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A Campaign of Quiet Persuasion

How the College Board Desegregated SAT® Test Centers in the Deep South, 1960-1965

foreword by David Coleman

Making the Modern South

256 pages / 5.50 x 8.50 inches / 2 halftones

ebook available

State & Local History

  Hardcover / 9780807152713 / November 2013

In 1960, the College Entrance Examination Board became an unexpected participant in the movement to desegregate education in the South. Working with its partner, Educational Testing Services, the College Board quietly integrated its Scholastic Aptitude Test (SAT) centers throughout the Deep South. Traveling from state to state, taking one school district and even one school at a time, two College Board staff members, both native southerners, waged “a quiet campaign of persuasion” and succeeded, establishing a roster of desegregated test centers within segregated school districts while the historic battle for civil rights raged around them. In the context of the larger struggle for equal opportunities for southern black students, their work addressed a small but critical barrier to higher education.

Shedding light on this remarkable story for the first time, Jan Bates Wheeler tells how the College Board staff members—Ben Cameron and Ben Gibson—succeeded. Their candid and thoughtfully written records of conversations and confrontations, untouched for nearly fifty years, reveal the persistence required to reach a goal many thought unachievable and even foolhardy. Indeed, their task placed them in the unusual position of advocating for school desegregation on a day-to-day basis as part of their jobs. This positioned Cameron and Gibson squarely in opposition to prevailing laws, customs, and attitudes—an ill-advised stance for any nascent business venture, particularly one experiencing competition from a new, rival testing organization purported to accommodate openly those same laws, customs, and attitudes.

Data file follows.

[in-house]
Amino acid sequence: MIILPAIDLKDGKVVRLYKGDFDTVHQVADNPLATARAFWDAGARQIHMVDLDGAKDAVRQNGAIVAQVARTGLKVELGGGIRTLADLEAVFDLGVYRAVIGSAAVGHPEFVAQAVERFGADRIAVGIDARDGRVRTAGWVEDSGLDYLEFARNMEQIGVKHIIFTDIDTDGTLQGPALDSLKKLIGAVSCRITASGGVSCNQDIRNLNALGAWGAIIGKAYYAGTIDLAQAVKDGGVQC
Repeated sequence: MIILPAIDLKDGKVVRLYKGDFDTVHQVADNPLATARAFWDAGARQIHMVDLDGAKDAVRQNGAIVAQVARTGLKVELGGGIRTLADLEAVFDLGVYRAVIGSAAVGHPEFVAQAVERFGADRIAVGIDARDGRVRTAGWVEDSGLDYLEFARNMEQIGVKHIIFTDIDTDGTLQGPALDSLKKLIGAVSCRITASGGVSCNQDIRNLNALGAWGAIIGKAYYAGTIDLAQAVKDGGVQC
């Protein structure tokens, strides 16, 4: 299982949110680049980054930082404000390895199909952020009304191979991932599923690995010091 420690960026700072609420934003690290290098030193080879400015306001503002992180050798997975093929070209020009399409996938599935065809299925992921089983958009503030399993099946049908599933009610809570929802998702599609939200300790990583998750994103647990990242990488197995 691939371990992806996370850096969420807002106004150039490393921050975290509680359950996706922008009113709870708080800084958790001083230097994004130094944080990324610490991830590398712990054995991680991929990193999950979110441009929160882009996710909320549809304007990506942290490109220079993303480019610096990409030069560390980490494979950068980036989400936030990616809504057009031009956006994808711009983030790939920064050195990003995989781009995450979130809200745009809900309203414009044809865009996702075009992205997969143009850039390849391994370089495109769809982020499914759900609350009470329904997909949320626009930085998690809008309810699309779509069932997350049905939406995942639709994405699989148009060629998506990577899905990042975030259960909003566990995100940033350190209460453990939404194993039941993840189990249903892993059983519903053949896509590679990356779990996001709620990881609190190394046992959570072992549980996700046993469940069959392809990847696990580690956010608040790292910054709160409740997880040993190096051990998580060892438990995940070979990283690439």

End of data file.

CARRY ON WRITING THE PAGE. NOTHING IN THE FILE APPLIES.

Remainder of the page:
Cameron and Gibson also accepted the personal danger involved in confrontations with racist school officials. The officials who cooperated with the pair assumed even greater risk, and in order to minimize that threat, Cameron and Gibson pledged not to publicize their efforts. Even years after their work had ended, the two men refused to write about their remarkable campaign for fear of compromising the people who had helped them. Their concerns, according to Wheeler, kept this remarkable story largely untold until now.

Jan Bates Wheeler is associate director for Accreditation, Office of Academic Planning at the University of Georgia.

Praise for A Campaign of Quiet Persuasion

“As Wheeler takes the reader through the footwork of evaluation and compliance, the real work of desegregation becomes clear. This book reveals the cooperative, and peaceful, triumphs of institutional change in the Deep South, a refreshing departure from the polarized political accounts of this era.”—Journal of Southern History

“Highly recommended.”—CHOICE

“Wheeler uncovers an unexpected dimension of the civil rights struggle and expands understanding of the struggle to integrate southern education.”—Journal of American History

“Wheeler offers a tremendously rich account, filled with vignettes of College Board employees’ visits to Deep South communities in various stages of negotiation with racial change in the 1960s. . . . A Campaign of Quiet Persuasion is an intricately narrated, carefully argued work with great value to those interested in educational desegregation and race relations generally in the U.S. South after World War II.”—David T. Ballantyne, H-USA

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